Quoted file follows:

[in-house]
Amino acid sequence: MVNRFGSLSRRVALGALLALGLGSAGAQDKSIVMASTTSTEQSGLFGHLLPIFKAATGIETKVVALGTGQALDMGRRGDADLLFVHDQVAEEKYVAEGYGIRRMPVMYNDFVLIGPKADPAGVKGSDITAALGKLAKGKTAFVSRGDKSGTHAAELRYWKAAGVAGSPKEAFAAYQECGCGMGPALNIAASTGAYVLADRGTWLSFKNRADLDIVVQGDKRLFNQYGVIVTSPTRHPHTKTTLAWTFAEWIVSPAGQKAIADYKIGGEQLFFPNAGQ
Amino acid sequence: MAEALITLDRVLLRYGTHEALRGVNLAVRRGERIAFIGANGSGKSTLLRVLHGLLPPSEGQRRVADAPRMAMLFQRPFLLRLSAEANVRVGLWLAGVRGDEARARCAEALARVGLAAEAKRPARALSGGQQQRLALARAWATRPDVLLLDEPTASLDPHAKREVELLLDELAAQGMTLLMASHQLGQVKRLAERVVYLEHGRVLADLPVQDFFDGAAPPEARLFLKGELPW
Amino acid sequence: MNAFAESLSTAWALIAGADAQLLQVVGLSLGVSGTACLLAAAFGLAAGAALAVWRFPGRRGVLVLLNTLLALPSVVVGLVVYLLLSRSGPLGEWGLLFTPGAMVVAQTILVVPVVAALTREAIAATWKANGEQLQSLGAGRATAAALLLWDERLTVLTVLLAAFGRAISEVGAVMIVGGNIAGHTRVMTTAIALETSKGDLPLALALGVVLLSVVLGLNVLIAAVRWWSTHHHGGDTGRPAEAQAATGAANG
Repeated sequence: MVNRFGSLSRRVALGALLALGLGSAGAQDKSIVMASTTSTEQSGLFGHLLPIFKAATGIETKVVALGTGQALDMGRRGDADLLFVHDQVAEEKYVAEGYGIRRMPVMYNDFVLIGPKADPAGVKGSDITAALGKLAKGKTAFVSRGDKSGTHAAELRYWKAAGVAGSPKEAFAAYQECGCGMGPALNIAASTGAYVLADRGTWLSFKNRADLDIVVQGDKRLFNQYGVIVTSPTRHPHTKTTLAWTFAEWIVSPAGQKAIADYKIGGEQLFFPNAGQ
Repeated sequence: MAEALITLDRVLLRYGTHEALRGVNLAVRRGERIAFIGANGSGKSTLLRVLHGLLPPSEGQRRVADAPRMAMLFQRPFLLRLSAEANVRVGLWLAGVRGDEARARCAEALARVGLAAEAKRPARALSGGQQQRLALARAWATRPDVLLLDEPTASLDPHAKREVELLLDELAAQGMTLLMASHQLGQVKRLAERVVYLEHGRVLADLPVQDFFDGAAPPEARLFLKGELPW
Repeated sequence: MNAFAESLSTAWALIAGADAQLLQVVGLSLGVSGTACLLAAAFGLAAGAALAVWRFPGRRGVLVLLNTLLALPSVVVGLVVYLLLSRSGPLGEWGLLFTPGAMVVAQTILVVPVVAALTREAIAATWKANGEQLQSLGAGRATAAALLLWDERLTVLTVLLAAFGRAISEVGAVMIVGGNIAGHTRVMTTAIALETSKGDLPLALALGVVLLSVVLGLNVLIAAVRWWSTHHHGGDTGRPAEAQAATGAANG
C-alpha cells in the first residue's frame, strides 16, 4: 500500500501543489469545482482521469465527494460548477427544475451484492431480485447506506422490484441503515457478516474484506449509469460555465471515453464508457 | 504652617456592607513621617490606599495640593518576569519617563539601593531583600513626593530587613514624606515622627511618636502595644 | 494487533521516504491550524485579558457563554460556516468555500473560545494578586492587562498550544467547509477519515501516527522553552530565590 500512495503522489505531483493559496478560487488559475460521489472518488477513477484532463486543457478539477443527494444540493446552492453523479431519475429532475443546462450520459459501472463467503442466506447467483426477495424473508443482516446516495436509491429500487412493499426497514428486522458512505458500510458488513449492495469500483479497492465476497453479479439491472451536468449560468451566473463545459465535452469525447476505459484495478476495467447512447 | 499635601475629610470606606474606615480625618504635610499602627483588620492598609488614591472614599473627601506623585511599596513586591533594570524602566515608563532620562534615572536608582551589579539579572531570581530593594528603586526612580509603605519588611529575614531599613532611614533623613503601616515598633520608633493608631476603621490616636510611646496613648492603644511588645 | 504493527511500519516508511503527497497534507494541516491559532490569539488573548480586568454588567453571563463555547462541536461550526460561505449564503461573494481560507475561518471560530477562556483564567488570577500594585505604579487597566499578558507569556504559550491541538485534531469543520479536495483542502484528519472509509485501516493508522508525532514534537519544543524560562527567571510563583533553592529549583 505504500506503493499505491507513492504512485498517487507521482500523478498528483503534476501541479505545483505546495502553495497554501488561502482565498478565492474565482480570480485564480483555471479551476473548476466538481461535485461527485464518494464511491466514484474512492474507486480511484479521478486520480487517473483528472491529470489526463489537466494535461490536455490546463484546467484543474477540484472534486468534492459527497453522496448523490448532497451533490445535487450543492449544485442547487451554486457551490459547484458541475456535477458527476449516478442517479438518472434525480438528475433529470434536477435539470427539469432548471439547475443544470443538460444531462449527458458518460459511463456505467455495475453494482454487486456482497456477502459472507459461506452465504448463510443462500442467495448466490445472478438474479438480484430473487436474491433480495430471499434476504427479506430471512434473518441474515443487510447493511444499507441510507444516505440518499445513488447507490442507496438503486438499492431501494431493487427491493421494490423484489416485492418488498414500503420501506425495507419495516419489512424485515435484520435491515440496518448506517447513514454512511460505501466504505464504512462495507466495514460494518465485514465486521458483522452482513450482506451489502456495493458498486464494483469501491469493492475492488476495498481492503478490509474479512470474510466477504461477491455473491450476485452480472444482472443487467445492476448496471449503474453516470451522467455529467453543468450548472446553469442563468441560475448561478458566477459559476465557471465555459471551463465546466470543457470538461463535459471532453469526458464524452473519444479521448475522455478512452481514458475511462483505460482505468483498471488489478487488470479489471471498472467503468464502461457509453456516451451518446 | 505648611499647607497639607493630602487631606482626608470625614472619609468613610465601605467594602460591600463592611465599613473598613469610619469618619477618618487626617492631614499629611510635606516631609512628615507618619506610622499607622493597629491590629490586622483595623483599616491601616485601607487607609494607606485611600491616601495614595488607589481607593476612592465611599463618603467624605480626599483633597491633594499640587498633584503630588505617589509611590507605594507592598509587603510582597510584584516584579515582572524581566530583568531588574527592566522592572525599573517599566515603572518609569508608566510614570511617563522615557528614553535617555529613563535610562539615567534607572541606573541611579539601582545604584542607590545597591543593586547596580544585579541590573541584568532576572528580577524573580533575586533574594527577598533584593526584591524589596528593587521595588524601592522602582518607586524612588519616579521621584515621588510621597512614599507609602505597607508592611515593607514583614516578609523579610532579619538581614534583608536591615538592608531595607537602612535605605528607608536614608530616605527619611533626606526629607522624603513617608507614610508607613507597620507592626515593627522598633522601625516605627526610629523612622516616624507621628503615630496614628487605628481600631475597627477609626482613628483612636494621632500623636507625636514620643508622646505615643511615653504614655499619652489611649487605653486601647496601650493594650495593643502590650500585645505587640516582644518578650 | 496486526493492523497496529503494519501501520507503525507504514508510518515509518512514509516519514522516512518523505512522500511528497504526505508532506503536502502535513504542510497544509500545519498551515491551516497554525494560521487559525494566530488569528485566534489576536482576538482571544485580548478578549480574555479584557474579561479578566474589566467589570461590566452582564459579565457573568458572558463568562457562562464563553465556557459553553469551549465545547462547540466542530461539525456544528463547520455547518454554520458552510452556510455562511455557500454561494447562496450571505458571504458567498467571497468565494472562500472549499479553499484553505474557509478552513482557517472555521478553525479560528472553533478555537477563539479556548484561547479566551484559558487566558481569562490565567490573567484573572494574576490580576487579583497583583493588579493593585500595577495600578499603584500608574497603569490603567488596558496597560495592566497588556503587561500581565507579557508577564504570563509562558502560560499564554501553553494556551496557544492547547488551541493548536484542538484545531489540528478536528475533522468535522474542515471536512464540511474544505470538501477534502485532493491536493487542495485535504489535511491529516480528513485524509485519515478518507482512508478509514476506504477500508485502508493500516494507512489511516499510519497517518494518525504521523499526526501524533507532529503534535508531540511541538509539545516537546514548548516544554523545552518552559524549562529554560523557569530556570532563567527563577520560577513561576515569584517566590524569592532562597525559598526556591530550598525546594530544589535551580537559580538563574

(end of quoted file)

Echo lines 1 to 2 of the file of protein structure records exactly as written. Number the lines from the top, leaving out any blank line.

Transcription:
[in-house]
Amino acid sequence: MVNRFGSLSRRVALGALLALGLGSAGAQDKSIVMASTTSTEQSGLFGHLLPIFKAATGIETKVVALGTGQALDMGRRGDADLLFVHDQVAEEKYVAEGYGIRRMPVMYNDFVLIGPKADPAGVKGSDITAALGKLAKGKTAFVSRGDKSGTHAAELRYWKAAGVAGSPKEAFAAYQECGCGMGPALNIAASTGAYVLADRGTWLSFKNRADLDIVVQGDKRLFNQYGVIVTSPTRHPHTKTTLAWTFAEWIVSPAGQKAIADYKIGGEQLFFPNAGQ